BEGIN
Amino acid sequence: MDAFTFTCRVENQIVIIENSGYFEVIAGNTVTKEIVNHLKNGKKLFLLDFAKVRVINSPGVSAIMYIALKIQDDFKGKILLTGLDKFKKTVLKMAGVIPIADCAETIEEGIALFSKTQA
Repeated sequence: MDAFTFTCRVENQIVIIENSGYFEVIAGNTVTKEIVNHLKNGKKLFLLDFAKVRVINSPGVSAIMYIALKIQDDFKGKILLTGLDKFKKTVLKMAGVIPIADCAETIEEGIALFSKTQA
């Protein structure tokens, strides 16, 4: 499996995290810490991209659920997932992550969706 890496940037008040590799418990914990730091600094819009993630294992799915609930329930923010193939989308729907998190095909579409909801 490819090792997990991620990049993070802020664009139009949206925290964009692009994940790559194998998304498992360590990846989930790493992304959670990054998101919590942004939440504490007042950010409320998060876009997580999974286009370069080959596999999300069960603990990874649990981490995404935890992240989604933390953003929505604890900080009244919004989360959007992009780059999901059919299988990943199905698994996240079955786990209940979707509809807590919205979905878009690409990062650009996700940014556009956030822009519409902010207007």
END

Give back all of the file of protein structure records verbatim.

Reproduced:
Amino acid sequence: MDAFTFTCRVENQIVIIENSGYFEVIAGNTVTKEIVNHLKNGKKLFLLDFAKVRVINSPGVSAIMYIALKIQDDFKGKILLTGLDKFKKTVLKMAGVIPIADCAETIEEGIALFSKTQA
Repeated sequence: MDAFTFTCRVENQIVIIENSGYFEVIAGNTVTKEIVNHLKNGKKLFLLDFAKVRVINSPGVSAIMYIALKIQDDFKGKILLTGLDKFKKTVLKMAGVIPIADCAETIEEGIALFSKTQA
């Protein structure tokens, strides 16, 4: 499996995290810490991209659920997932992550969706 890496940037008040590799418990914990730091600094819009993630294992799915609930329930923010193939989308729907998190095909579409909801 490819090792997990991620990049993070802020664009139009949206925290964009692009994940790559194998998304498992360590990846989930790493992304959670990054998101919590942004939440504490007042950010409320998060876009997580999974286009370069080959596999999300069960603990990874649990981490995404935890992240989604933390953003929505604890900080009244919004989360959007992009780059999901059919299988990943199905698994996240079955786990209940979707509809807590919205979905878009690409990062650009996700940014556009956030822009519409902010207007």